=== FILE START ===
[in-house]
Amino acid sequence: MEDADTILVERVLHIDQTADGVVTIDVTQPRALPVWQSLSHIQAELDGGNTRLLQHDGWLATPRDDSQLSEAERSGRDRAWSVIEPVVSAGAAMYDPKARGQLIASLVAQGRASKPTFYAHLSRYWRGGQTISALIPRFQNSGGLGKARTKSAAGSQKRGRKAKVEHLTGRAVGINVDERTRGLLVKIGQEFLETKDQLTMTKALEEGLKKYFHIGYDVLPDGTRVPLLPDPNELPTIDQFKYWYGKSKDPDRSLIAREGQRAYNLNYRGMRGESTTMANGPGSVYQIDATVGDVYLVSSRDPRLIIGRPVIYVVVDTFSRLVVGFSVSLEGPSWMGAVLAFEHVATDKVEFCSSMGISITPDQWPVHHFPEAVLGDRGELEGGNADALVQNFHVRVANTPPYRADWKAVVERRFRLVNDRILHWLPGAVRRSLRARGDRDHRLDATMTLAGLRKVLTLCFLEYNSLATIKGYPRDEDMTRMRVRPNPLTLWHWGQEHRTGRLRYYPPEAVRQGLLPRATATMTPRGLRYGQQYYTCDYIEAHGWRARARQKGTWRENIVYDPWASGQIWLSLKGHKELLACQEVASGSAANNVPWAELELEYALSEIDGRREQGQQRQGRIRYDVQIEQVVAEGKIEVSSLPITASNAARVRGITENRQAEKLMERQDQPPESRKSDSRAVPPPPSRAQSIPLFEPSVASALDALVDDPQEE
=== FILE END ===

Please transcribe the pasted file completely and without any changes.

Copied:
[in-house]
Amino acid sequence: MEDADTILVERVLHIDQTADGVVTIDVTQPRALPVWQSLSHIQAELDGGNTRLLQHDGWLATPRDDSQLSEAERSGRDRAWSVIEPVVSAGAAMYDPKARGQLIASLVAQGRASKPTFYAHLSRYWRGGQTISALIPRFQNSGGLGKARTKSAAGSQKRGRKAKVEHLTGRAVGINVDERTRGLLVKIGQEFLETKDQLTMTKALEEGLKKYFHIGYDVLPDGTRVPLLPDPNELPTIDQFKYWYGKSKDPDRSLIAREGQRAYNLNYRGMRGESTTMANGPGSVYQIDATVGDVYLVSSRDPRLIIGRPVIYVVVDTFSRLVVGFSVSLEGPSWMGAVLAFEHVATDKVEFCSSMGISITPDQWPVHHFPEAVLGDRGELEGGNADALVQNFHVRVANTPPYRADWKAVVERRFRLVNDRILHWLPGAVRRSLRARGDRDHRLDATMTLAGLRKVLTLCFLEYNSLATIKGYPRDEDMTRMRVRPNPLTLWHWGQEHRTGRLRYYPPEAVRQGLLPRATATMTPRGLRYGQQYYTCDYIEAHGWRARARQKGTWRENIVYDPWASGQIWLSLKGHKELLACQEVASGSAANNVPWAELELEYALSEIDGRREQGQQRQGRIRYDVQIEQVVAEGKIEVSSLPITASNAARVRGITENRQAEKLMERQDQPPESRKSDSRAVPPPPSRAQSIPLFEPSVASALDALVDDPQEE